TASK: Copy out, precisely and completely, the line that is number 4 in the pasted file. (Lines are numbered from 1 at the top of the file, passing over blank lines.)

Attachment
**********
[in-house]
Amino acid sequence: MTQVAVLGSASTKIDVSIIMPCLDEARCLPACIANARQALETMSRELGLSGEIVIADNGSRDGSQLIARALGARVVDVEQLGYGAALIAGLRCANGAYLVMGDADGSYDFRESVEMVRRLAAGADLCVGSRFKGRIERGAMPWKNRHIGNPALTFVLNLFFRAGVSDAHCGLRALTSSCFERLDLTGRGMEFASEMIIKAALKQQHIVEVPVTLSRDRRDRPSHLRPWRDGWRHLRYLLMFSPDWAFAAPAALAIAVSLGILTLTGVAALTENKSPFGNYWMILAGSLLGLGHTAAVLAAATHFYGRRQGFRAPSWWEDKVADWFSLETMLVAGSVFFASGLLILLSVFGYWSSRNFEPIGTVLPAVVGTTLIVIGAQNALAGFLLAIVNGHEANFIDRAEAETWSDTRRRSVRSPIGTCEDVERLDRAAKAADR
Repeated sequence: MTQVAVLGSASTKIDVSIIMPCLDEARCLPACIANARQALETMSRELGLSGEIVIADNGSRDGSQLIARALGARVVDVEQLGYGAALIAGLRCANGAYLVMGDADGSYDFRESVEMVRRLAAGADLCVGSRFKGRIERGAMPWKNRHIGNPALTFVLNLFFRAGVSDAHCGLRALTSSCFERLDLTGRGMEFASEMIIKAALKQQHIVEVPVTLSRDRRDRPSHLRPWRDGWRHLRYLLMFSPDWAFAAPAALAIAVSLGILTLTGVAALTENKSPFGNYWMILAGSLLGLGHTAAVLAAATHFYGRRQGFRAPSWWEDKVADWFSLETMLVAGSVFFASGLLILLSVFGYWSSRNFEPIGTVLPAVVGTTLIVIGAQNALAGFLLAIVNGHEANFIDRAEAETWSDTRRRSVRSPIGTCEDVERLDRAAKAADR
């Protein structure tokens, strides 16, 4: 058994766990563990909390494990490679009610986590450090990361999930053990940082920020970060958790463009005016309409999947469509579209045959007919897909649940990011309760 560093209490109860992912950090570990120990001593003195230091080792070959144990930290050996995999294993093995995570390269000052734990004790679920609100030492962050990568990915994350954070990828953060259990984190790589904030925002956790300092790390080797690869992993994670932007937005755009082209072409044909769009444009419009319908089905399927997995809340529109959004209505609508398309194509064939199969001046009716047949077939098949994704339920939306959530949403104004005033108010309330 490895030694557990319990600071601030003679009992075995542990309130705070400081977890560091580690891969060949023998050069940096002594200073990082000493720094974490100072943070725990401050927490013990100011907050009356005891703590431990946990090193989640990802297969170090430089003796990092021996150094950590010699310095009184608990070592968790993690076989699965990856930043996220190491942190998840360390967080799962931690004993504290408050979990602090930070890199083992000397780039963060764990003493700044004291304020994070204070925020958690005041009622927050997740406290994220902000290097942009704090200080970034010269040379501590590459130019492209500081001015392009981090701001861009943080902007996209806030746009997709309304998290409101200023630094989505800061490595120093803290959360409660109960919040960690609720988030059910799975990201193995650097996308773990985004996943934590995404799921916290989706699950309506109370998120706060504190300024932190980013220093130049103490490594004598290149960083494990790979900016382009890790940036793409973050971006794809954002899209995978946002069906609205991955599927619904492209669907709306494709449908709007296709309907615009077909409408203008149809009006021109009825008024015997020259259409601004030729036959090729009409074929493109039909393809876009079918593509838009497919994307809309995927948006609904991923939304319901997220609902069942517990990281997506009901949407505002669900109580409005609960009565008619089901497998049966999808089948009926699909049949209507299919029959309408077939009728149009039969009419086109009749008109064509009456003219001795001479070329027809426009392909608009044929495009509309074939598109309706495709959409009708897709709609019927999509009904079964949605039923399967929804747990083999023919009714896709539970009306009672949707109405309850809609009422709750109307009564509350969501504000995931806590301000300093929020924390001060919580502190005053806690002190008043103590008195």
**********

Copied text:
């Protein structure tokens, strides 16, 4: 058994766990563990909390494990490679009610986590450090990361999930053990940082920020970060958790463009005016309409999947469509579209045959007919897909649940990011309760 560093209490109860992912950090570990120990001593003195230091080792070959144990930290050996995999294993093995995570390269000052734990004790679920609100030492962050990568990915994350954070990828953060259990984190790589904030925002956790300092790390080797690869992993994670932007937005755009082209072409044909769009444009419009319908089905399927997995809340529109959004209505609508398309194509064939199969001046009716047949077939098949994704339920939306959530949403104004005033108010309330 490895030694557990319990600071601030003679009992075995542990309130705070400081977890560091580690891969060949023998050069940096002594200073990082000493720094974490100072943070725990401050927490013990100011907050009356005891703590431990946990090193989640990802297969170090430089003796990092021996150094950590010699310095009184608990070592968790993690076989699965990856930043996220190491942190998840360390967080799962931690004993504290408050979990602090930070890199083992000397780039963060764990003493700044004291304020994070204070925020958690005041009622927050997740406290994220902000290097942009704090200080970034010269040379501590590459130019492209500081001015392009981090701001861009943080902007996209806030746009997709309304998290409101200023630094989505800061490595120093803290959360409660109960919040960690609720988030059910799975990201193995650097996308773990985004996943934590995404799921916290989706699950309506109370998120706060504190300024932190980013220093130049103490490594004598290149960083494990790979900016382009890790940036793409973050971006794809954002899209995978946002069906609205991955599927619904492209669907709306494709449908709007296709309907615009077909409408203008149809009006021109009825008024015997020259259409601004030729036959090729009409074929493109039909393809876009079918593509838009497919994307809309995927948006609904991923939304319901997220609902069942517990990281997506009901949407505002669900109580409005609960009565008619089901497998049966999808089948009926699909049949209507299919029959309408077939009728149009039969009419086109009749008109064509009456003219001795001479070329027809426009392909608009044929495009509309074939598109309706495709959409009708897709709609019927999509009904079964949605039923399967929804747990083999023919009714896709539970009306009672949707109405309850809609009422709750109307009564509350969501504000995931806590301000300093929020924390001060919580502190005053806690002190008043103590008195």